The purpose of this paper is to investigate why salespeople resist change and the impact of resistance to change on customer responsiveness and performance outcomes.
Survey responses derived from 233 salespeople from three large financial institutions in Mexico are used to test relationships involving salespersons’ resistance to change.
Salespeople are more likely to resist change if they believe that change increases their workload. They are less likely to resist change when they have higher levels of job autonomy and self‐efficacy. Resistance to change has a negative impact on customer responsiveness and salesperson's performance.
This study makes an important contribution to the literature by identifying factors that explain salesperson's resistance to change. Study findings rely on salesperson survey responses collected in one country and industry. Future research is needed to assess the generalizability of findings and causality of the proposed relationships.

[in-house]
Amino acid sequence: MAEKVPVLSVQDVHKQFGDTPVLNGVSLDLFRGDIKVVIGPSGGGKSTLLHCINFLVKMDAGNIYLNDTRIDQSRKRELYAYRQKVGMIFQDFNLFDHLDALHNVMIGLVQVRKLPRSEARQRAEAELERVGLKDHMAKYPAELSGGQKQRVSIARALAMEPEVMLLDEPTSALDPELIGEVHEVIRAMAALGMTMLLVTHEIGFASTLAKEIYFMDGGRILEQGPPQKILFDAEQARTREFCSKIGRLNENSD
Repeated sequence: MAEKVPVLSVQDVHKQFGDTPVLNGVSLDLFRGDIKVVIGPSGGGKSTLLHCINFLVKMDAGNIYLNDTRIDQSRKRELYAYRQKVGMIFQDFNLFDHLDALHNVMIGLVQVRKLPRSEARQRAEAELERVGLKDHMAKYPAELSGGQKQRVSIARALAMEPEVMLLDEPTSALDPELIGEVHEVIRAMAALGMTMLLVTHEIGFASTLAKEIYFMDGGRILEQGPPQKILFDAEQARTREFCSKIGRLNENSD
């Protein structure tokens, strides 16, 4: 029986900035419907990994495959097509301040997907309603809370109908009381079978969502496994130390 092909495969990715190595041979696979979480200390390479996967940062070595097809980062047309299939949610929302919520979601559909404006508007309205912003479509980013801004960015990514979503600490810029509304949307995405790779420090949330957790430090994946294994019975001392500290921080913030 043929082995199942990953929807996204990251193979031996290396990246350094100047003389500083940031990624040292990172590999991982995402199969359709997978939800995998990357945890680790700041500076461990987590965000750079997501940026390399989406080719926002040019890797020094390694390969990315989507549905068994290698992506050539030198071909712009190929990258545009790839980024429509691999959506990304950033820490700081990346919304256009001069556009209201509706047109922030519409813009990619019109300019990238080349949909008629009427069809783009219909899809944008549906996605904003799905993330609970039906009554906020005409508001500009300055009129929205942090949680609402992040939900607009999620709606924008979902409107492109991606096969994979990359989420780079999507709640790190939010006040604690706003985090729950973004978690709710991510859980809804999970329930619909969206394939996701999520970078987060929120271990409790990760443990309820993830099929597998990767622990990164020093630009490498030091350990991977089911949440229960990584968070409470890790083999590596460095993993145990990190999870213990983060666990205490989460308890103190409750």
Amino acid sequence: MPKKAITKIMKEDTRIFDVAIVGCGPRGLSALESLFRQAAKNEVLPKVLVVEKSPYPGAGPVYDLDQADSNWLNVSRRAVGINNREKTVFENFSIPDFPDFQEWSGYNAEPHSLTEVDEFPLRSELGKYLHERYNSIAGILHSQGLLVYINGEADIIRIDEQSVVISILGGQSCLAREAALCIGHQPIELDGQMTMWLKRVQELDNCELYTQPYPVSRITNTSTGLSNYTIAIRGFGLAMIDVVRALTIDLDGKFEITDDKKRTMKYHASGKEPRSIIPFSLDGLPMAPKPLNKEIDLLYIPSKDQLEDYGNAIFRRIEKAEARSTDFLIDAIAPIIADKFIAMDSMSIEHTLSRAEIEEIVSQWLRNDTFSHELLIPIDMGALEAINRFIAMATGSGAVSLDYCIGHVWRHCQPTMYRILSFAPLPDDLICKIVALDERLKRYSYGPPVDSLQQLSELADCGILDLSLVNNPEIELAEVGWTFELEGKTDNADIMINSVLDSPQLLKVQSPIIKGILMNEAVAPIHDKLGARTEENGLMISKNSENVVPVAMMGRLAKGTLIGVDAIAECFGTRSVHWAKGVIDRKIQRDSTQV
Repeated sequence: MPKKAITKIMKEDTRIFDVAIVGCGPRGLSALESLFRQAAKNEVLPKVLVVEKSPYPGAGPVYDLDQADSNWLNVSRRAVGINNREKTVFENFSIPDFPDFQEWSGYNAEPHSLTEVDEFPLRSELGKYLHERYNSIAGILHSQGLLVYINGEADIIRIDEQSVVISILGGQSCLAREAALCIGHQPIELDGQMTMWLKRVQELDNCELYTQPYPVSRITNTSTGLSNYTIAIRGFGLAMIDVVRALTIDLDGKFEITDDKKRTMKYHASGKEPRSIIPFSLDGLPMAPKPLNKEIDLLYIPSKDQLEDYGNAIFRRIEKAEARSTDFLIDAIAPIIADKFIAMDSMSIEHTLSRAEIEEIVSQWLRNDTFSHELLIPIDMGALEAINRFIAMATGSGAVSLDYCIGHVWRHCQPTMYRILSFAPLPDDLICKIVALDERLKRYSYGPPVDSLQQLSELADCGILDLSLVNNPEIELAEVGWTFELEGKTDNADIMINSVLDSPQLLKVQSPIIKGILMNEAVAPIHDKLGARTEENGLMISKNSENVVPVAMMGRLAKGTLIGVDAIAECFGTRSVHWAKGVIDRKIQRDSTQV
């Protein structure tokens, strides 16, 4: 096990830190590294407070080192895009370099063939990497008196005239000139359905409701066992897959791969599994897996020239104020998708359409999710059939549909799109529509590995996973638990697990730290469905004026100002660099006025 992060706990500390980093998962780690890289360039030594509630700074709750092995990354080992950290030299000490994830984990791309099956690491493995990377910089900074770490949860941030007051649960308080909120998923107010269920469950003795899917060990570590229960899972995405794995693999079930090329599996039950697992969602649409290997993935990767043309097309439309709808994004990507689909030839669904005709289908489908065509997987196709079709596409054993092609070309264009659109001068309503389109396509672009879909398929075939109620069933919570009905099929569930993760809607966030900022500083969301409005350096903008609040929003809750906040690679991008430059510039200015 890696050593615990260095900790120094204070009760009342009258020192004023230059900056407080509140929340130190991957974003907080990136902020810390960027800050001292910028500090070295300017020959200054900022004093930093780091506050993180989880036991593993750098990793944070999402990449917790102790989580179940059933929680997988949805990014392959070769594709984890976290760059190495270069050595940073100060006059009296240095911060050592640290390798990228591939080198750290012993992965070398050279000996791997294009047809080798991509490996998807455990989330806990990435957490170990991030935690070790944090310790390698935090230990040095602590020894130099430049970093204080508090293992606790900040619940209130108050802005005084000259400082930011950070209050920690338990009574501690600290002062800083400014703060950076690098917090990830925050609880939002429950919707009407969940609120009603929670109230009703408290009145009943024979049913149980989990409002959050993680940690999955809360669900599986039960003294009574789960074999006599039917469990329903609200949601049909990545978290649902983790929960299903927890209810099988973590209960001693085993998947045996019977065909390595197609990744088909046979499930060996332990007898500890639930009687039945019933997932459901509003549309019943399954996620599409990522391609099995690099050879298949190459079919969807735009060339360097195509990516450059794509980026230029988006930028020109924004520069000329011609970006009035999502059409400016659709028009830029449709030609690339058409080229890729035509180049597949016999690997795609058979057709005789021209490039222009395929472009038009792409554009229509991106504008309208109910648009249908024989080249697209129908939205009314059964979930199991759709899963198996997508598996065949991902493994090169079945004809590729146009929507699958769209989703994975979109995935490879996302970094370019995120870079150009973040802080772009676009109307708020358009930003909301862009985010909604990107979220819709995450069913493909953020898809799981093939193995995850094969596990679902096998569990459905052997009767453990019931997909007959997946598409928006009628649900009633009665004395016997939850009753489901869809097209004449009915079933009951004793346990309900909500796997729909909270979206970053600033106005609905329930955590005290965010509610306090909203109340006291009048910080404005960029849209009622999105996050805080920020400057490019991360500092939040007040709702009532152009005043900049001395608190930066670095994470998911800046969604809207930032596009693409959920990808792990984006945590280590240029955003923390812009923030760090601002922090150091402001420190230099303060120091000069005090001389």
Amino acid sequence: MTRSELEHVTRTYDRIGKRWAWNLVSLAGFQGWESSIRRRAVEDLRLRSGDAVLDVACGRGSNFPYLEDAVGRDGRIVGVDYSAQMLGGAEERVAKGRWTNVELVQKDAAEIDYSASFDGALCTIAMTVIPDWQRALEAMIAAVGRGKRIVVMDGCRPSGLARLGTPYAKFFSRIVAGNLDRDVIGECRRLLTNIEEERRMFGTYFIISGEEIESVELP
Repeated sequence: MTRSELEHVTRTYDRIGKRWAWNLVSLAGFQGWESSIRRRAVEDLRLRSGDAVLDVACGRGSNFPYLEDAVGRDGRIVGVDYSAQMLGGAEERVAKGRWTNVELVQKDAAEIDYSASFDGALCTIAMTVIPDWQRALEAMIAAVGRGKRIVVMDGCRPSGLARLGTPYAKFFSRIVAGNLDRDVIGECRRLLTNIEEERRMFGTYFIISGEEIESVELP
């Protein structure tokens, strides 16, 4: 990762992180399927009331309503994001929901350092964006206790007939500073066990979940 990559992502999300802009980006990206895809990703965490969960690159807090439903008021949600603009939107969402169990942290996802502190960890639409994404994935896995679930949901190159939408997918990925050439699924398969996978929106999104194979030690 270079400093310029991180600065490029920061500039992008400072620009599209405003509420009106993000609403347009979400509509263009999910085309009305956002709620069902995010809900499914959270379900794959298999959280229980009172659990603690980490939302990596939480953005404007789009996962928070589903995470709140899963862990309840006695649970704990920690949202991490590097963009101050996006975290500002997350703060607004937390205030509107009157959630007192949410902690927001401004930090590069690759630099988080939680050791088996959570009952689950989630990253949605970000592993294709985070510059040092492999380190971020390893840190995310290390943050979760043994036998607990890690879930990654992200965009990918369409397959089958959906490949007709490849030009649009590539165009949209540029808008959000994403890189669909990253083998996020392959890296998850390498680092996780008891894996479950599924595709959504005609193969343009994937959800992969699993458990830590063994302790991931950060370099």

Resistance to change affects the salespersons’ capacity to respond to customer demands and ultimately undermines performance. Managers can help reduce resistance to change by providing salespeople with greater job autonomy and by explaining how change affects their workload.
To the authors’ knowledge, this is the first paper linking salesperson resistance to change to job performance.
Jaramillo, F., Mulki, J.P., Onyemah, V. and Rivera Pesquera, M. (2012), "Salesperson resistance to change: an empirical investigation of antecedents and outcomes", International Journal of Bank Marketing, Vol. 30 No. 7, pp. 548-566. https://doi.org/10.1108/02652321211274318
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